Former Wilmington Council president faces trial for public corruption criminal charges



Xerxes Wilson


Jury selection in the public corruption trial for former Wilmington City Council President Theo Gregory began Tuesday morning.


Gregory, 67, faces criminal charges for using his position on City Council to secure a taxpayer grant that would enrich both himself and a nonprofit he founded.


He was originally indicted in 2019 on charges of profiteering and official misconduct. Prosecutors modified the charges against him last month. At trial, he faces two counts of official misconduct and a count of profiteering, all misdemeanors.


Delaware Online/The News Journal first revealed that Gregory secured the city grant in a 2017 investigation.


It found that as outgoing council president in late 2016, Gregory marked $40,000 in city grant funds to go toward a defunct nonprofit he had founded and had recently resurrected. His successor as city council president, Hanifa Shabazz, approved the grant when she took office.


The grant for Student Disabilities Advocate, Inc., included $20,000 for Gregory personally – at least $15,000 of which he has acknowledged pocketing.

Ahead of the start of trial on Tuesday, Thomas Fitzpatrick, Gregory's attorney, asked the judge to dismiss most of the charges against the 38-year member of City Council.


First, Fitzpatrick cut at prosecutors' theory that Gregory revived the nonprofit while anticipating taking official action to benefit the organization through the grant – the basis of the profiteering charge specifically.


Fitzpatrick argued that the nonprofit was created in 1996, decades before the grant transaction, and it was never dissolved. He said because of this, Gregory never "acquired a pecuniary interest" in the organization as he sought to take official action to benefit it, as the law disallows.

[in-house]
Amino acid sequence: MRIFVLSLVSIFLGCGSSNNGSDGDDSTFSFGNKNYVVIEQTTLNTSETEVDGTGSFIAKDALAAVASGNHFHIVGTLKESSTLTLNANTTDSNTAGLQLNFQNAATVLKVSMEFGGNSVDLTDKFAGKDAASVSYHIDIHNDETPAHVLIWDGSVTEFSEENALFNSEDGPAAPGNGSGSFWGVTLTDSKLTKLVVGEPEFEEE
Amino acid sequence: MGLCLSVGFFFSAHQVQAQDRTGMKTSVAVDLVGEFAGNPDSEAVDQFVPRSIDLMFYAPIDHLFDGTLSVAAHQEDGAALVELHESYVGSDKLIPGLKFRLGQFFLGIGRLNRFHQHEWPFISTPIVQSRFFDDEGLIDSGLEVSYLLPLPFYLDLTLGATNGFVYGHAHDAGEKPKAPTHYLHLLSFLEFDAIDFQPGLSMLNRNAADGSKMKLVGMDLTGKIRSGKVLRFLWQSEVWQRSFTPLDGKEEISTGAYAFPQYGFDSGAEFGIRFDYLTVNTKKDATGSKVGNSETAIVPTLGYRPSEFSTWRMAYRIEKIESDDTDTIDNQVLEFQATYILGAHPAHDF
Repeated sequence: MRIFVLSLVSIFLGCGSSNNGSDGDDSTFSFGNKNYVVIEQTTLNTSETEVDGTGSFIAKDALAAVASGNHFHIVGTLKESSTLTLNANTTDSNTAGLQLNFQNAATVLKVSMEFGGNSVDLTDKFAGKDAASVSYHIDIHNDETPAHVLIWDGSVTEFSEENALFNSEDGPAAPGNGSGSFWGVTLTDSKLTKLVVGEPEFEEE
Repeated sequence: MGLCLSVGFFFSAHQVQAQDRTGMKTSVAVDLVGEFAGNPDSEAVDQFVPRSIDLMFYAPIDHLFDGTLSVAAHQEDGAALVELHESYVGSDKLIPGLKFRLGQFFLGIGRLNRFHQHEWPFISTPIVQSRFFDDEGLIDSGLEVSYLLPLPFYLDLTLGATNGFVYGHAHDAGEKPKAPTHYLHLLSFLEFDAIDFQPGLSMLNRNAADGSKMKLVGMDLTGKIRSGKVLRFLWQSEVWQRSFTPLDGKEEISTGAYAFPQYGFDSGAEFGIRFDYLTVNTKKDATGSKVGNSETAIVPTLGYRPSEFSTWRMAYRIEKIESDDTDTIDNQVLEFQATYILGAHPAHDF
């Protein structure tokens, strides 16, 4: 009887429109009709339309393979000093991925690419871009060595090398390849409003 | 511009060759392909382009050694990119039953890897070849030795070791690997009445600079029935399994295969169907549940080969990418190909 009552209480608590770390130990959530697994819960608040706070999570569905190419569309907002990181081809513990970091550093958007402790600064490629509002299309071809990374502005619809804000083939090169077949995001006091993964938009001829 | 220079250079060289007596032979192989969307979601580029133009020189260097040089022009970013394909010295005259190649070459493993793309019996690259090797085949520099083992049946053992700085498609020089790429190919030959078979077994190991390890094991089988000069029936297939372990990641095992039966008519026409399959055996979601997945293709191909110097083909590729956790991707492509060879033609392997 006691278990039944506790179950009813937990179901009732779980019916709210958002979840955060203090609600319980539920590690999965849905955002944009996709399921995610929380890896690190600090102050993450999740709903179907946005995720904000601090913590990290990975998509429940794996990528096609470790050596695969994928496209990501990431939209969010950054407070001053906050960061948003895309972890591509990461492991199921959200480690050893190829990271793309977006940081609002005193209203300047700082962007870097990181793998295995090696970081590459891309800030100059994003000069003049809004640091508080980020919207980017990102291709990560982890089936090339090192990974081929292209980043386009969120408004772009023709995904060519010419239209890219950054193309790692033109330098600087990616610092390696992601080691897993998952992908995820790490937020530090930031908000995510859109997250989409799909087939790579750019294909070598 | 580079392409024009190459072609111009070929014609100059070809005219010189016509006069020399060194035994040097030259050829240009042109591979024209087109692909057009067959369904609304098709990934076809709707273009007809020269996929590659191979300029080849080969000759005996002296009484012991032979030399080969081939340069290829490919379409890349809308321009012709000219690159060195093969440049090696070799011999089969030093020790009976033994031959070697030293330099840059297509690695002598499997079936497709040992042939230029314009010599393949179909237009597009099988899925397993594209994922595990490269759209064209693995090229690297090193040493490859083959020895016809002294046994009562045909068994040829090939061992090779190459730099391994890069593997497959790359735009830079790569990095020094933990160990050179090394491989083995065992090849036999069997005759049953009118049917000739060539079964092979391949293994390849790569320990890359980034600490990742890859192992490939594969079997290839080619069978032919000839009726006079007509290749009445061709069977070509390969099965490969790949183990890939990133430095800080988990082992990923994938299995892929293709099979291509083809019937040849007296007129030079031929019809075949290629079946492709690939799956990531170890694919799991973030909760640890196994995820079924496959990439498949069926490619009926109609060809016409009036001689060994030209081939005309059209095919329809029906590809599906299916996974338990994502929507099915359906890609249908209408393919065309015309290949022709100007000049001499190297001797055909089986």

Deputy Attorney General David Skoranski argued that Gregory taking official action with the state's Division of Corporations to revive the nonprofit is an acceptable foundation for the criminal charge.


Fitzpatrick also took aim at the legal theory that Gregory committed official

misconduct by failing to conduct an official duty of the office. In prosecutors' theory, that duty he failed to perform was abstaining from routing public money to his own benefit.


Fitzpatrick argued that prosecutors were construing the law too broadly and none of Gregory's actions would trigger the official misconduct criminal charge.

"There is no such duty," Fitzpatrick said. "If that were the case, no private business owner would run for public office."


He likened it to a city official that owned a piece of property that would benefit from a city construction project. He said the public official would need to abstain from voting on the project, but would be allowed to passively benefit from it.


Skoranski, the prosecutor, argued that Gregory failed to perform his official duty both by failing not to profit from an official action and that he used his authority to pressure Shabazz into approving the grant.


Ultimately, the judge ruled that a grand jury, which indicted Gregory, found the evidence sufficient to be heard by a jury at trial and he allowed the case to move forward.


It has been years in the making as criminal cases throughout the courts have been delayed by the pandemic.


In the intervening years, a state auditor's report and an independent investigation found that Gregory's actions violated provisions of the Wilmington City Code.


In 2019, Gregory settled a case with the Wilmington Ethics Commission, admitting that his actions violated one section of the city code. He received a public reprimand for that admission.

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